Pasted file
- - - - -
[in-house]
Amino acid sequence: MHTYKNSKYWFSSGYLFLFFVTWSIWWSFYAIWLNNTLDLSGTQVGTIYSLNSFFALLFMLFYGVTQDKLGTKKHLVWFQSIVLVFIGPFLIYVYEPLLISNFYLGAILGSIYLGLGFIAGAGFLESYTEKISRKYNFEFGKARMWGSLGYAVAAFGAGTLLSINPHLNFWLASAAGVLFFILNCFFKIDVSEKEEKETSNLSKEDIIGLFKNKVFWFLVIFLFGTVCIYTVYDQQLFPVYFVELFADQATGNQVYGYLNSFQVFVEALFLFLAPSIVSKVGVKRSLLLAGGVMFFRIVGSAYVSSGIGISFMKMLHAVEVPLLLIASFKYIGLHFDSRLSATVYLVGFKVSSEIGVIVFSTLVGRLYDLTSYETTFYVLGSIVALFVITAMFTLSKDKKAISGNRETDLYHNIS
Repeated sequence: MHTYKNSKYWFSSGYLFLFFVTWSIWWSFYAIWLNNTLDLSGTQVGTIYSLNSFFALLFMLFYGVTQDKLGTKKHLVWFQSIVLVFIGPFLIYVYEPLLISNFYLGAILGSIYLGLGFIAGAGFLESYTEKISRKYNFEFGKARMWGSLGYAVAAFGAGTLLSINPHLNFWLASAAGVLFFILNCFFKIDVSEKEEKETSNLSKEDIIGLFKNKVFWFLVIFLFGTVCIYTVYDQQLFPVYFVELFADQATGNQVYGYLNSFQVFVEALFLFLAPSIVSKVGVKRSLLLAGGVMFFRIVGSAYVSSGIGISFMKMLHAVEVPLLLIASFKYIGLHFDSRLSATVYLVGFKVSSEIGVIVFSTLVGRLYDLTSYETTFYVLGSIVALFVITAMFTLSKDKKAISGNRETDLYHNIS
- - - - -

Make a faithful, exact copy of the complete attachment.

[in-house]
Amino acid sequence: MHTYKNSKYWFSSGYLFLFFVTWSIWWSFYAIWLNNTLDLSGTQVGTIYSLNSFFALLFMLFYGVTQDKLGTKKHLVWFQSIVLVFIGPFLIYVYEPLLISNFYLGAILGSIYLGLGFIAGAGFLESYTEKISRKYNFEFGKARMWGSLGYAVAAFGAGTLLSINPHLNFWLASAAGVLFFILNCFFKIDVSEKEEKETSNLSKEDIIGLFKNKVFWFLVIFLFGTVCIYTVYDQQLFPVYFVELFADQATGNQVYGYLNSFQVFVEALFLFLAPSIVSKVGVKRSLLLAGGVMFFRIVGSAYVSSGIGISFMKMLHAVEVPLLLIASFKYIGLHFDSRLSATVYLVGFKVSSEIGVIVFSTLVGRLYDLTSYETTFYVLGSIVALFVITAMFTLSKDKKAISGNRETDLYHNIS
Repeated sequence: MHTYKNSKYWFSSGYLFLFFVTWSIWWSFYAIWLNNTLDLSGTQVGTIYSLNSFFALLFMLFYGVTQDKLGTKKHLVWFQSIVLVFIGPFLIYVYEPLLISNFYLGAILGSIYLGLGFIAGAGFLESYTEKISRKYNFEFGKARMWGSLGYAVAAFGAGTLLSINPHLNFWLASAAGVLFFILNCFFKIDVSEKEEKETSNLSKEDIIGLFKNKVFWFLVIFLFGTVCIYTVYDQQLFPVYFVELFADQATGNQVYGYLNSFQVFVEALFLFLAPSIVSKVGVKRSLLLAGGVMFFRIVGSAYVSSGIGISFMKMLHAVEVPLLLIASFKYIGLHFDSRLSATVYLVGFKVSSEIGVIVFSTLVGRLYDLTSYETTFYVLGSIVALFVITAMFTLSKDKKAISGNRETDLYHNIS